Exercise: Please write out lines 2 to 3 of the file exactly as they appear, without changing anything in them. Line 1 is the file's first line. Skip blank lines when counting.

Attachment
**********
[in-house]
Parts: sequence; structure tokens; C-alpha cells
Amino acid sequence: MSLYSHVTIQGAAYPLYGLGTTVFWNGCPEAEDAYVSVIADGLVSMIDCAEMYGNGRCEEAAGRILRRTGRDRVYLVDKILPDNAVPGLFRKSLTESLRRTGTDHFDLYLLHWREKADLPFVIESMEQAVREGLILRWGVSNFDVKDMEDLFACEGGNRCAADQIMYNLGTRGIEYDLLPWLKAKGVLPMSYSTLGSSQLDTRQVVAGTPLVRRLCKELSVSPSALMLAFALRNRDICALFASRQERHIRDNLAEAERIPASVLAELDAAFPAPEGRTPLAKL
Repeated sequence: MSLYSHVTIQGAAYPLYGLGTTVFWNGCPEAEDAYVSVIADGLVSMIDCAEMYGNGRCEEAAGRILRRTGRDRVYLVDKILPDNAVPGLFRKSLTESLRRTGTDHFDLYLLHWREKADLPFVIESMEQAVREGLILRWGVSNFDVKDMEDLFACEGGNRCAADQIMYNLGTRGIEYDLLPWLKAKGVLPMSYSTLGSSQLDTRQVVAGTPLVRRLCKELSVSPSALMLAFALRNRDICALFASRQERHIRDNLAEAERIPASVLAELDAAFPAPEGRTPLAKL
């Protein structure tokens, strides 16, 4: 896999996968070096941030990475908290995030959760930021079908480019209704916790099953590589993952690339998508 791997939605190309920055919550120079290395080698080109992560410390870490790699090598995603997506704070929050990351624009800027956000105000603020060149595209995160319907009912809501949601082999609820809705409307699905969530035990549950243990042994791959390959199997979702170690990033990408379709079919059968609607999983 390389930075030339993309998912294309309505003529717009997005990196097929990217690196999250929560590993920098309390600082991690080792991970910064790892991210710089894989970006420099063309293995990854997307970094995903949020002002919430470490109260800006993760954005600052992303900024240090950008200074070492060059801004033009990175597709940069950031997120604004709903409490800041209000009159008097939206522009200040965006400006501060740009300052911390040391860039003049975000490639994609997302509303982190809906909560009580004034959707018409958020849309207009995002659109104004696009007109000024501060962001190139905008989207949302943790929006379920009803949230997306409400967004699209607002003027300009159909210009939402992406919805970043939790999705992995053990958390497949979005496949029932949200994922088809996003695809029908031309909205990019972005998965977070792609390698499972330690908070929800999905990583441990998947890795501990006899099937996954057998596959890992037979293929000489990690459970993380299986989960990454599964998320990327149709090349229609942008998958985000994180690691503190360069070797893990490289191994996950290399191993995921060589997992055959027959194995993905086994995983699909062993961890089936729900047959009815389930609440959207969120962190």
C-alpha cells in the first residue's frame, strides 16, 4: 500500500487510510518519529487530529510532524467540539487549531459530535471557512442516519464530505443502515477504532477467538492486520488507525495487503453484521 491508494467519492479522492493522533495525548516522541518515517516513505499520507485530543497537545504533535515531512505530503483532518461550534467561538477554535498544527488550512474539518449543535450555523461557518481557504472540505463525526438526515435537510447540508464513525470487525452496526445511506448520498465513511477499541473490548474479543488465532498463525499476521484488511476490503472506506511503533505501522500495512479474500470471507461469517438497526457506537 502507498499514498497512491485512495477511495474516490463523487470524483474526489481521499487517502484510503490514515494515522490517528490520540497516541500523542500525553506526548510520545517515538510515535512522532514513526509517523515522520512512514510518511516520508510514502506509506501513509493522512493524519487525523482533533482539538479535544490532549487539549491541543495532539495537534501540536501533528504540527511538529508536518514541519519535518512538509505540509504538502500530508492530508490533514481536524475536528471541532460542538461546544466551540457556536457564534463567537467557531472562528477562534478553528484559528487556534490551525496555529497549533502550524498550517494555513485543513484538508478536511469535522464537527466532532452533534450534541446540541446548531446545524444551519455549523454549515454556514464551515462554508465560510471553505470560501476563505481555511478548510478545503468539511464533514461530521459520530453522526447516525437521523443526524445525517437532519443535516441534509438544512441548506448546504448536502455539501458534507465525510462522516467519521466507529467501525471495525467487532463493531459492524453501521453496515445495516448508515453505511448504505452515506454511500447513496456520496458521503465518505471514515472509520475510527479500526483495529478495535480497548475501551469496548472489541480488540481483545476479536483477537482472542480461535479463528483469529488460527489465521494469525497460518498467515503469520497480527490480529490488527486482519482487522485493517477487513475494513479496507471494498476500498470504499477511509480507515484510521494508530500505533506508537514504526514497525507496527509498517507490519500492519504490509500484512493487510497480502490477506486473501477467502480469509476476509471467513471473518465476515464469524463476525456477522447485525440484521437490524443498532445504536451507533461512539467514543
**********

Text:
Parts: sequence; structure tokens; C-alpha cells
Amino acid sequence: MSLYSHVTIQGAAYPLYGLGTTVFWNGCPEAEDAYVSVIADGLVSMIDCAEMYGNGRCEEAAGRILRRTGRDRVYLVDKILPDNAVPGLFRKSLTESLRRTGTDHFDLYLLHWREKADLPFVIESMEQAVREGLILRWGVSNFDVKDMEDLFACEGGNRCAADQIMYNLGTRGIEYDLLPWLKAKGVLPMSYSTLGSSQLDTRQVVAGTPLVRRLCKELSVSPSALMLAFALRNRDICALFASRQERHIRDNLAEAERIPASVLAELDAAFPAPEGRTPLAKL